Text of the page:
We appreciate the thoughtful comments of Li and colleagues with regard to our recent studies on microRNA-181 (miR-181) and its functional connection to epithelial cell adhesion molecule (EpCAM)-expressing liver cancer stem cells.1 In their letter, Li et al. made four valid points. They have correctly pointed out that there is a heterogeneous expression of EpCAM in both HuH1 and HuH7 hepatocellular carcinoma cell lines. These cells behave as cancer stem cells and possess both self-renewal and differentiation capacities in a hierarchy manner. In contrast, most of the cells in several other hepatoma cell lines such as Hep3B and HepG2 express EpCAM.2, 3 It is noticeable that both HuH1 and HuH7 cells contain a functional Wnt/β-catenin signaling pathway whereas HepG2 cells contain a mutant β-catenin and Hep3B cells contain a persistent phosphorylation of glycogen synthase kinase-3β, resulting in a constitutive activation and nuclear localization of β-catenin in these cells.4 The parallel expression of EpCAM and β-catenin in these cell lines is consistent with our finding that EpCAM is a transcriptional target of β-catenin.2 Such a correlation can also be observed with EpCAM-positive and EpCAM-negative cells isolated from hepatocellular carcinoma cell lines carrying wild-type β-catenin. We hypothesize that there is a major distinction between liver cancer stem cells with an activated wild-type β-catenin and liver cancer cells carrying a constitutively activated β-catenin.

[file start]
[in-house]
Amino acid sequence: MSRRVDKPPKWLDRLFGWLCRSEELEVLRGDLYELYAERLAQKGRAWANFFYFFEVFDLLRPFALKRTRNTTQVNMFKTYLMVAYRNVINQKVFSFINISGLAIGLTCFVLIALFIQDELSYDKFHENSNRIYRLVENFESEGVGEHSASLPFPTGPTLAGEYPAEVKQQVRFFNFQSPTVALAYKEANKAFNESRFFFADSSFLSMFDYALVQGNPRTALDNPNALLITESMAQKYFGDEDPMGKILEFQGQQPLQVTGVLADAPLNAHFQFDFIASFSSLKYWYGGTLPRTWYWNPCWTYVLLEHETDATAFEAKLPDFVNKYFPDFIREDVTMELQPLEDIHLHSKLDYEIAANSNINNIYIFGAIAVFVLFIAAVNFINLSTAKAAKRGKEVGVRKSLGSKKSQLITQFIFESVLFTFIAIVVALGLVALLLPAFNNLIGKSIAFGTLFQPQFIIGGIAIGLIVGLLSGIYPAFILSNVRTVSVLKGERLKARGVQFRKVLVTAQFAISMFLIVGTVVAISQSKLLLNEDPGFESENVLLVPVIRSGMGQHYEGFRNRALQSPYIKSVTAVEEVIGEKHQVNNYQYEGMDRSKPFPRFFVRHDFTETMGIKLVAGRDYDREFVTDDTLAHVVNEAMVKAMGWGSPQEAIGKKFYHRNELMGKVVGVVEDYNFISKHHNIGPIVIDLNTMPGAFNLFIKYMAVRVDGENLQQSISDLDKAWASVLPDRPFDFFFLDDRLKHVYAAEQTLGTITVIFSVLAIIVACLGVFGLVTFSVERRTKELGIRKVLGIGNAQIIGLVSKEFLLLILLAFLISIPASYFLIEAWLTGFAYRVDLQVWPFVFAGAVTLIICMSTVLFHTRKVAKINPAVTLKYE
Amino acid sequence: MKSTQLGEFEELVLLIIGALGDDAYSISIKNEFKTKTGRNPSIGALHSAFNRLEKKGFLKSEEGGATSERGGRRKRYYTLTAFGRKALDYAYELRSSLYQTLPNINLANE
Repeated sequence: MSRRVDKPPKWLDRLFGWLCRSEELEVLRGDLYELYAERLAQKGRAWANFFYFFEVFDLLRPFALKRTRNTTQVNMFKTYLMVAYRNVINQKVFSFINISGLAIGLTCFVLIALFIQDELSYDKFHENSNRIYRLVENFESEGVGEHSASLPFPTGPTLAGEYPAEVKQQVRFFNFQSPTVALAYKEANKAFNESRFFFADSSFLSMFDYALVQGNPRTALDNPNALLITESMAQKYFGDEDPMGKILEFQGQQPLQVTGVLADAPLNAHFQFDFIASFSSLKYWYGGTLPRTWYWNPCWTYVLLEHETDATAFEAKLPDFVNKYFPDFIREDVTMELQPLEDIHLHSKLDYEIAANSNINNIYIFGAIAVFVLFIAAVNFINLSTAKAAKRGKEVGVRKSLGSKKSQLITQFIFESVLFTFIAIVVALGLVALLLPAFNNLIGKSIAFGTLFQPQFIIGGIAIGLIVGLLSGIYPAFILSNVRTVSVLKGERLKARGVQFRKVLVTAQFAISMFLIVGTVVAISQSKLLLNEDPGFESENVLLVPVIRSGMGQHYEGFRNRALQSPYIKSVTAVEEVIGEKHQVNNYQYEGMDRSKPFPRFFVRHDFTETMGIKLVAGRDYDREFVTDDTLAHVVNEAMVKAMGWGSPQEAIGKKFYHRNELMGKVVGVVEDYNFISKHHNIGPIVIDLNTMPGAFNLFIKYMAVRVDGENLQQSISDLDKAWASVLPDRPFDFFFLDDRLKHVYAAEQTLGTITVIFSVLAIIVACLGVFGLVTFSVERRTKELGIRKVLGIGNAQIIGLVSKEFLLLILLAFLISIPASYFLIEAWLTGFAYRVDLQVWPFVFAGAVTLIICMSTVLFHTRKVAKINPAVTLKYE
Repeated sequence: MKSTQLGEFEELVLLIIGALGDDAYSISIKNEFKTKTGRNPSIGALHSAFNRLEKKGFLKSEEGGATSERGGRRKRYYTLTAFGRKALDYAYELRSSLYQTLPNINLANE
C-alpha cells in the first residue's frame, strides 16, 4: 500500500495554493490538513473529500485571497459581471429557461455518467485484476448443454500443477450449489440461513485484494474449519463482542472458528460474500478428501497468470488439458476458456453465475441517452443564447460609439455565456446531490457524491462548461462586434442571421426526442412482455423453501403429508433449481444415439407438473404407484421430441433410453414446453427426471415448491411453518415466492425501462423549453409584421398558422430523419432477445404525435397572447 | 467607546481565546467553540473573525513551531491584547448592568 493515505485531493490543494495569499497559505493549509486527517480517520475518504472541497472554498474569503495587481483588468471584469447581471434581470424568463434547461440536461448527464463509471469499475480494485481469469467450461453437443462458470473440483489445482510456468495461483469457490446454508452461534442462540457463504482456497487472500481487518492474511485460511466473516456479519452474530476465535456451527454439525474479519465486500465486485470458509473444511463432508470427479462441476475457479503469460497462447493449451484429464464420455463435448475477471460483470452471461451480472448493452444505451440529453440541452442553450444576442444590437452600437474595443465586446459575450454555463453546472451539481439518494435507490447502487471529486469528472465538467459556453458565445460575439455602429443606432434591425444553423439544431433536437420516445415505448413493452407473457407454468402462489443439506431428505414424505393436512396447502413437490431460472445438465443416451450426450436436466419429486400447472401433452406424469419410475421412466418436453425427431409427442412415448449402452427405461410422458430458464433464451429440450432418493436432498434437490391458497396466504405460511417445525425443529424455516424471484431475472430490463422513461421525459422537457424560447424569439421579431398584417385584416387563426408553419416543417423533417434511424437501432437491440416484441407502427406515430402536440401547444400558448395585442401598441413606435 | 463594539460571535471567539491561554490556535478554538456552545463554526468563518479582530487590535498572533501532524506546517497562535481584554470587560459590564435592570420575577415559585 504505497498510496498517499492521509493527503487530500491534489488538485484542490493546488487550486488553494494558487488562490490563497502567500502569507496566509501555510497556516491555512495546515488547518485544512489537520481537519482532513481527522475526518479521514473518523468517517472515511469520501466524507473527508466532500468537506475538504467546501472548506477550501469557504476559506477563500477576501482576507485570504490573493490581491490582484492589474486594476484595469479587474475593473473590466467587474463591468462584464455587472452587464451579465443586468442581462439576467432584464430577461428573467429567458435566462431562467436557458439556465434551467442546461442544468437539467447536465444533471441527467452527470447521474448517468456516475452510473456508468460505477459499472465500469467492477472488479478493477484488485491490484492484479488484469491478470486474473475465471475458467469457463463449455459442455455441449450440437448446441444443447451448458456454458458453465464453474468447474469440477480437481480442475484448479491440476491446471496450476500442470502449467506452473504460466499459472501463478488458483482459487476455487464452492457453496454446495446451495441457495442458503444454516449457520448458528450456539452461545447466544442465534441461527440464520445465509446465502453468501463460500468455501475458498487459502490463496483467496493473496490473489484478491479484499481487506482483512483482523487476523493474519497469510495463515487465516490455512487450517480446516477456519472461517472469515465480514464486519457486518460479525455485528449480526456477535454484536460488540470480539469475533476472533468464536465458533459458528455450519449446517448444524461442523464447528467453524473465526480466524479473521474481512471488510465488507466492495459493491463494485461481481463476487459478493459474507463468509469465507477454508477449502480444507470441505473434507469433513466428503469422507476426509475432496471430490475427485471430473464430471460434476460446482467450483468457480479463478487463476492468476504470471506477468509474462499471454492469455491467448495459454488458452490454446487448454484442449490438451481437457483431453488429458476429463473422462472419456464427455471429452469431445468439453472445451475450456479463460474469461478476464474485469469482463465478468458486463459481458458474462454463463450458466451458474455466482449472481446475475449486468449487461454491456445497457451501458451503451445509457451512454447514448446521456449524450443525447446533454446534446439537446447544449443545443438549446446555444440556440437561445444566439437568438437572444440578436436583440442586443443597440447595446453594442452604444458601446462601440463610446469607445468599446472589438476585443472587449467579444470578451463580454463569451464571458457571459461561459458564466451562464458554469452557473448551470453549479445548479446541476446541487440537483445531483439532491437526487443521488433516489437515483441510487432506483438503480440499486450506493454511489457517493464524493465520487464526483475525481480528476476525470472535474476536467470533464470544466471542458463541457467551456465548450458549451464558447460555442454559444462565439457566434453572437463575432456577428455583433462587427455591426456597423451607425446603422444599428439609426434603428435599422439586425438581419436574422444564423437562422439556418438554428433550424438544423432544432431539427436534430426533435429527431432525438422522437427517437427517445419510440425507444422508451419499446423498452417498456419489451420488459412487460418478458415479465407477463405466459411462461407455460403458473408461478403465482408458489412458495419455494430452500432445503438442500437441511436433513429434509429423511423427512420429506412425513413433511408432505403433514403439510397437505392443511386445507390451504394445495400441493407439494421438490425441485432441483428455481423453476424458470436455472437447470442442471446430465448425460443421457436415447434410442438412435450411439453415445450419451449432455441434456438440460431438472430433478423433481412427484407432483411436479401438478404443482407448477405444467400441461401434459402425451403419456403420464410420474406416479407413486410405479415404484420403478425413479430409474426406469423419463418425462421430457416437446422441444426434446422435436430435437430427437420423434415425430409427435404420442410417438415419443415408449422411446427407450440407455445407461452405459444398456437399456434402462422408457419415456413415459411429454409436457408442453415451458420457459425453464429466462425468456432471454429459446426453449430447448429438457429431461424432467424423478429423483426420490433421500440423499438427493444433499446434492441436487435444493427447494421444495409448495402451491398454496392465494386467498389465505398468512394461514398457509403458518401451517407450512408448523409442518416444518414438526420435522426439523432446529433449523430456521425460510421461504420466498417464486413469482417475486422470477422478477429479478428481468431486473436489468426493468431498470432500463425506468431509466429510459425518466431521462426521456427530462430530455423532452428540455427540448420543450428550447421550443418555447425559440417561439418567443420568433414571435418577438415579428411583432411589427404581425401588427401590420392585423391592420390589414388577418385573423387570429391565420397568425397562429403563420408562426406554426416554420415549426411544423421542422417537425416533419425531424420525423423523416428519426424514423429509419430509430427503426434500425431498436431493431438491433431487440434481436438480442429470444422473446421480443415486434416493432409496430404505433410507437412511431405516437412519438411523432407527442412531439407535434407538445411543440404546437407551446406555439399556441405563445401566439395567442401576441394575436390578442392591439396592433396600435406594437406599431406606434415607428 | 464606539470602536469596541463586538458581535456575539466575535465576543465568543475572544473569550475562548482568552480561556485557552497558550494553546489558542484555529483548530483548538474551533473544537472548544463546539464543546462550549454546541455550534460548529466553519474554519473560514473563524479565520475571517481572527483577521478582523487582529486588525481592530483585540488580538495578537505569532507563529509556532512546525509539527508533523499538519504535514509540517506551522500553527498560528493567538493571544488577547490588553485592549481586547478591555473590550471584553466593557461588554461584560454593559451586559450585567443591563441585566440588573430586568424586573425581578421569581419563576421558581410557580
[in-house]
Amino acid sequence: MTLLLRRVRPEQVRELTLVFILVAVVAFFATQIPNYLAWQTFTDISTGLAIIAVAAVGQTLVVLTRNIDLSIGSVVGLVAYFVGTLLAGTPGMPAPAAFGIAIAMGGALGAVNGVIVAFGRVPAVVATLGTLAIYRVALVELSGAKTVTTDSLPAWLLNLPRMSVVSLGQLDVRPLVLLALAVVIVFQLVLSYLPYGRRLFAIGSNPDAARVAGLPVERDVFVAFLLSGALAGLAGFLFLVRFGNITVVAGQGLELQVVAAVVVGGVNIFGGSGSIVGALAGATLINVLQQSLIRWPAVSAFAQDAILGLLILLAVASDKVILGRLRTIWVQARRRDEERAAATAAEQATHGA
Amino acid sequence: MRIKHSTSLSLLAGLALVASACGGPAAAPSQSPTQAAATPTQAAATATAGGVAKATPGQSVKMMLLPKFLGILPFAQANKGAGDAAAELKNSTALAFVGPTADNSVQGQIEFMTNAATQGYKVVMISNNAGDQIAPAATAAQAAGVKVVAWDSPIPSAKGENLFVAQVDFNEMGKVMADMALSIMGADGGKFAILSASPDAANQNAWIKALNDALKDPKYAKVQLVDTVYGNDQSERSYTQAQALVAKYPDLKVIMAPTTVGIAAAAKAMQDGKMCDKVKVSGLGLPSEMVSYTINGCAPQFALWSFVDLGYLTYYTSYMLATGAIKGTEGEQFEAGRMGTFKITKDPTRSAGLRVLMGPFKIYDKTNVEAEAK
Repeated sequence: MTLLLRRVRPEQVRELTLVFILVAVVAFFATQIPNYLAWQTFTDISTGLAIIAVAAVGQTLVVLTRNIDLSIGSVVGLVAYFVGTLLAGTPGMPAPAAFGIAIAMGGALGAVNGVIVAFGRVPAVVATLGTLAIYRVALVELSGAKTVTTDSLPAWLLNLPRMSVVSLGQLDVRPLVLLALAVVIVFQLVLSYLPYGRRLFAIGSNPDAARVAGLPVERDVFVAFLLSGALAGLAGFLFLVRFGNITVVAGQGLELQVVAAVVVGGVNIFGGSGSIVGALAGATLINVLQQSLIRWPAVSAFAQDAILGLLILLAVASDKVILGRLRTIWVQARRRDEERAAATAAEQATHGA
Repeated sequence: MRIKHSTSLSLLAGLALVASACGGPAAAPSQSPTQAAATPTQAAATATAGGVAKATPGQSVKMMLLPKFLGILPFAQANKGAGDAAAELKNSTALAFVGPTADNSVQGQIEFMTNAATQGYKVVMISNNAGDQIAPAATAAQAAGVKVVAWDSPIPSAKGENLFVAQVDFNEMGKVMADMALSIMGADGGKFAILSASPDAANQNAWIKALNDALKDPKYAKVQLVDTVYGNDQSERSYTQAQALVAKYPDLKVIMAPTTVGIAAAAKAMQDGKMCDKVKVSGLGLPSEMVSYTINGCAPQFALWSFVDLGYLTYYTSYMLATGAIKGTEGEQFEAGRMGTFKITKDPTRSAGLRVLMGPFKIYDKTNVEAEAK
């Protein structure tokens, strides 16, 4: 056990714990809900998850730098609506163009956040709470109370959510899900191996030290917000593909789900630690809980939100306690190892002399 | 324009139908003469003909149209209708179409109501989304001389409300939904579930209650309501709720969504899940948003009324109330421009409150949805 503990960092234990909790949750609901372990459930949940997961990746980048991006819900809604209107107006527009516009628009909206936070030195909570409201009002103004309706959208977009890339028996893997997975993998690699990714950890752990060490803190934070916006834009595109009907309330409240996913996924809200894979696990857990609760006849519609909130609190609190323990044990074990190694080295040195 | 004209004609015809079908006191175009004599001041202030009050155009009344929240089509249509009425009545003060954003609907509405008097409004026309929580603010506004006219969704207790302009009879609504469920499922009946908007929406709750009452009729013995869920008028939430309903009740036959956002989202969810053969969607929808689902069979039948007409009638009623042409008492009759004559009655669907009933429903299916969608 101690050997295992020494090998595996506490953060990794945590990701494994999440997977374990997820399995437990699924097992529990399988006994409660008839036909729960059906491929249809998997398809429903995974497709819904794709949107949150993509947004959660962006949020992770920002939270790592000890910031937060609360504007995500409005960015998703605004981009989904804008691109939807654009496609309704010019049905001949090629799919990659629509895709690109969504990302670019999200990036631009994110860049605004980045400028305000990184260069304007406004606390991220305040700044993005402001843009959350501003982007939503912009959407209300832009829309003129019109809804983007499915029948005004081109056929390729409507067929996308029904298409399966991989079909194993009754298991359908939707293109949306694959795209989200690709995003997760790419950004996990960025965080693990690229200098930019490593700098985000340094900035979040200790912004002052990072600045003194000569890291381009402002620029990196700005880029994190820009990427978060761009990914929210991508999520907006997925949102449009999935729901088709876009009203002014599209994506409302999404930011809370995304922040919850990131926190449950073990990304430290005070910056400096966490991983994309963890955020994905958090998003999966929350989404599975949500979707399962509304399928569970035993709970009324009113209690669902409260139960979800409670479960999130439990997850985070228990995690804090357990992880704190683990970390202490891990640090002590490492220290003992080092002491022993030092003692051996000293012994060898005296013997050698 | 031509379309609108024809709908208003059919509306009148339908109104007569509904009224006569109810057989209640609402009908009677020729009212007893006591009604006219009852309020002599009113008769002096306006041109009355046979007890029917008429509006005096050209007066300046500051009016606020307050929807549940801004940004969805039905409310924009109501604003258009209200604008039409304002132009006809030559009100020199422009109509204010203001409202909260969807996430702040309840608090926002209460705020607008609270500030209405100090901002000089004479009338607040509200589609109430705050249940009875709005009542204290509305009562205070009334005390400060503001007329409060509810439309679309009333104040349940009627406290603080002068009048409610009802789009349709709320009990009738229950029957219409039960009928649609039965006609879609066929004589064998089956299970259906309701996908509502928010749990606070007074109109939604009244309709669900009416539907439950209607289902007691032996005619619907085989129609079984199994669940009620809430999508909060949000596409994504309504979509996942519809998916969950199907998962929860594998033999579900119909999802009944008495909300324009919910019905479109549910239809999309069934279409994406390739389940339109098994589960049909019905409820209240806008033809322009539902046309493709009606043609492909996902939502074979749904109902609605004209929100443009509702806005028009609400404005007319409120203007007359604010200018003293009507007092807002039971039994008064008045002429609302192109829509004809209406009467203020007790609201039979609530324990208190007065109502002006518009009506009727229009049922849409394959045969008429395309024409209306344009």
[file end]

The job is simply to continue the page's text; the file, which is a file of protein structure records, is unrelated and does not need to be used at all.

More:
We agree with the authors' comment in regard to a potential direct transcriptional regulation of miR-181 expression by β-catenin. Our ongoing studies are designed to determine whether miR-181s are direct transcriptional targets of Wnt/β-catenin signaling. These studies utilize both genetic and biochemical approaches to test physical and functional interactions of the miR-181 loci and Wnt/β-signaling pathway in liver cells.
It remains unclear whether and how miR-181s are regulated by microRNA biogenesis. It is interesting to note that there is a difference in expression levels between miR-181c and miR-181d. However, such a difference is only evident in mouse fetal livers but not in human fetal livers and human liver stem cells. The nature of this discrepancy is unclear. It is interesting to point out that if microRNA biogenesis plays a role in the regulation of miR-181s, such a mechanism apparently is not evolutionarily preserved.
We agree that a positive feedback loop model we proposed in our recent article1 has a missing link, which, we believe, has been found in our recent unpublished data. We found that Wnt signaling can directly induce miR-181 expression (Ji et al., manuscript in preparation). Thus, it appears that Wnt/β-catenin signaling is critical in inducing miR-181s, which then inactivate NLK (nemo-like kinase) to further boost Wnt signaling activity. We believe such a positive feedback mechanism is designed to maintain stemness of liver cancer stem cells. Thus, the Wnt/β-catenin signaling pathway may be a sensible therapeutic target for eradication of liver cancer stem cells, the entities that have been linked to poor prognosis, drug resistance, and metastasis in liver cancer.